CHARTER OF HUMAN RIGHTS AND FREEDOMS 1982 (excerpts)
One of the most notable effects of the adoption of the Charter was to greatly expand the scope of judicial review, because the Charter is more explicit with respect to the guarantee of rights and the role of judges in enforcing them than was the Bill of Rights. The courts, when confronted with violations of Charter rights, have struck down unconstitutional federal and provincial statutes and regulations or parts of statutes and regulations, as they did when Canadian case law was primarily concerned with resolving issues of federalism. The Charter, however, granted new powers to the courts to enforce remedies that are more creative and to exclude more evidence in trials. These powers are greater than what was typical under the common law and under a system of government that, influenced by Canada's mother country the United Kingdom, was based upon Parliamentary supremacy. As a result, the Charter has attracted both broad support from a majority of the Canadian electorate and criticisms by opponents of increased judicial power. The Charter only applies to government laws and actions (including the laws and actions of federal, provincial, and municipal governments and public school boards), and sometimes to the common law, not to private activity
Section 15: equal treatment before and under the law, and equal protection and benefit of the law without discrimination.
The notwithstanding clause authorizes governments to temporarily override the rights and freedoms in sections 2 and 7–15 for up to five years, subject to renewal
Interpretation and enforcement
The task of interpreting and enforcing the Charter falls to the courts, with the Supreme Court of Canada being the ultimate authority on the matter.
With the Charter's supremacy confirmed by section 52 of the Constitution Act, 1982, the courts continued their practice of striking down unconstitutional statutes or parts of statutes as they had with earlier case law regarding federalism
In general, courts have embraced a purposive interpretation of Charter rights...
This is tied to the generous interpretation of rights, as the purpose of the Charter provisions is assumed to be to increase rights and freedoms of people in a variety of circumstances, at the expense of the government powers.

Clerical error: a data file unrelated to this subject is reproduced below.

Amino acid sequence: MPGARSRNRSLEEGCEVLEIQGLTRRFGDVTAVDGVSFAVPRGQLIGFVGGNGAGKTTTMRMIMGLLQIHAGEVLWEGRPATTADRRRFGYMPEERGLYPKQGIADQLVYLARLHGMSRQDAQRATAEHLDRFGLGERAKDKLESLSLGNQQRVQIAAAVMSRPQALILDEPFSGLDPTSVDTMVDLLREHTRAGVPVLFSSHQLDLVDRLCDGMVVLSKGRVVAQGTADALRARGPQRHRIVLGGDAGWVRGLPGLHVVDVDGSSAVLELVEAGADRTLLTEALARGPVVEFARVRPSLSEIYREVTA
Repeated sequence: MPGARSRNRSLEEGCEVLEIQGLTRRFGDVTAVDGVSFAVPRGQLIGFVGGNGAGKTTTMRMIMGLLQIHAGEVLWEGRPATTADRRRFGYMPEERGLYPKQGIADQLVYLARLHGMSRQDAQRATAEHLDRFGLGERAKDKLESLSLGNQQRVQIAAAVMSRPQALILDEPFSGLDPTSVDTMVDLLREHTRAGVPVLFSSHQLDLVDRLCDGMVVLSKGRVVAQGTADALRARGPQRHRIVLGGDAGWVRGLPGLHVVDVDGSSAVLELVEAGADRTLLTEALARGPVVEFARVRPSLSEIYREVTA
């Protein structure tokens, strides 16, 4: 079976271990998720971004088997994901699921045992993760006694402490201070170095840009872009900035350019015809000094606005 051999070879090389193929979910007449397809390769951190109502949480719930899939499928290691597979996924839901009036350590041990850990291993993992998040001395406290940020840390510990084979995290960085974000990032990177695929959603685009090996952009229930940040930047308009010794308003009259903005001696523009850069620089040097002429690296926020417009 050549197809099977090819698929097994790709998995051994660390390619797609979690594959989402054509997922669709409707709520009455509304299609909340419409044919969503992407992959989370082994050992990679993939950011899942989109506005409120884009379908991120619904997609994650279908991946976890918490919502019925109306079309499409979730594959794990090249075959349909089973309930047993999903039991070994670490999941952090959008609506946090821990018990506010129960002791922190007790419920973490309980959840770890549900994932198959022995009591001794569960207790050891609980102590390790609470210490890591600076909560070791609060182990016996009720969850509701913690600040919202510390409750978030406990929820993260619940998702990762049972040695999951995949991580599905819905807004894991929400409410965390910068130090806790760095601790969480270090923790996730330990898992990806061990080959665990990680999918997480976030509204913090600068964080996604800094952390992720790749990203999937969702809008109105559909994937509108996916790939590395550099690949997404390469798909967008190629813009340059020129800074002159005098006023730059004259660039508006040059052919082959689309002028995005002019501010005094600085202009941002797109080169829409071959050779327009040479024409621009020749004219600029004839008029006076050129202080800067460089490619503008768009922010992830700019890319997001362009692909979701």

Most importantly, from a lawyer's perspective, is the fact that the principle of stare decisis does not apply to tribunals. In other words, a tribunal adjudicator could legally make a decision that differs from a past decision, on the same subject and issues, delivered by the highest court in the land. Because a tribunal is not bound by legal precedent, established by itself or by a reviewing court, a tribunal is not a court even though it performs an important adjudicative function and contributes to the development of law like a court would do.
Although stare decisis does not apply to tribunals, their adjudicators will likely nonetheless find a prior court decision on a similar subject to be highly persuasive and will likely follow the courts in order to ensure consistency in the law and to prevent the embarrassment of having their decisions overturned by the courts. The same is true for past decisions of the tribunal.
Among the federal tribunals, there is a small group of tribunals whose decisions must be appealed directly to the Federal Court of Appeal rather than to the Federal Court Trial Division. These so-called "super tribunals" are listed in Subsection 28(1) of the Federal Court Act (R.S.C. 1985, Chapter F-7) and some examples include the National Energy Board, Canadian International Trade Tribunal, the Competition Tribunal, the Canada Industrial Relations Board (i.e. federal labour board), the Copyright Board, and the Canadian Radio-television and Telecommunications Commission ("CRTC").
The superior courts from the provinces and territories are courts of inherent jurisdiction, which means that the jurisdiction of the superior courts is more than just what is conferred by statute. Following the principles of English common law, because the superior courts derive their authority from the Constitution, they can hear any matter unless there is a federal or provincial statute that says otherwise or that gives exclusive jurisdiction to some other court or tribunal. The doctrine of inherent jurisdiction gives superior courts greater freedom than statutory courts to be flexible and creative in the delivering of legal remedies and relief.
16) This whole matter of fraud comes down to a revelation of the 'missing memo notes' and the failure of the various courts, now including SK, to further the course of justice by demanding the revelation of those vital documents without which 30 years of legal action and Judicial Decisions have no meaning.
17) It is now imperative that the RCMP seize the 'missing memo notes' from the respective lawyers holding them.
cc Governor General D. Johnston / 'Incoming' Justice Minister
SCofC Hon. R. Brown
QUEBEC: D. Goulet j. / Premier Couillard / RCMP
SASKATCHEWAN: Chief Justice M. Popescul / Premier Wall / Regina Leader-Post
FEDERAL COURT Chief Justice P. Crampton
CANADIAN JUDICIAL COUNCIL (Hon. B. McLachlin President - never replies)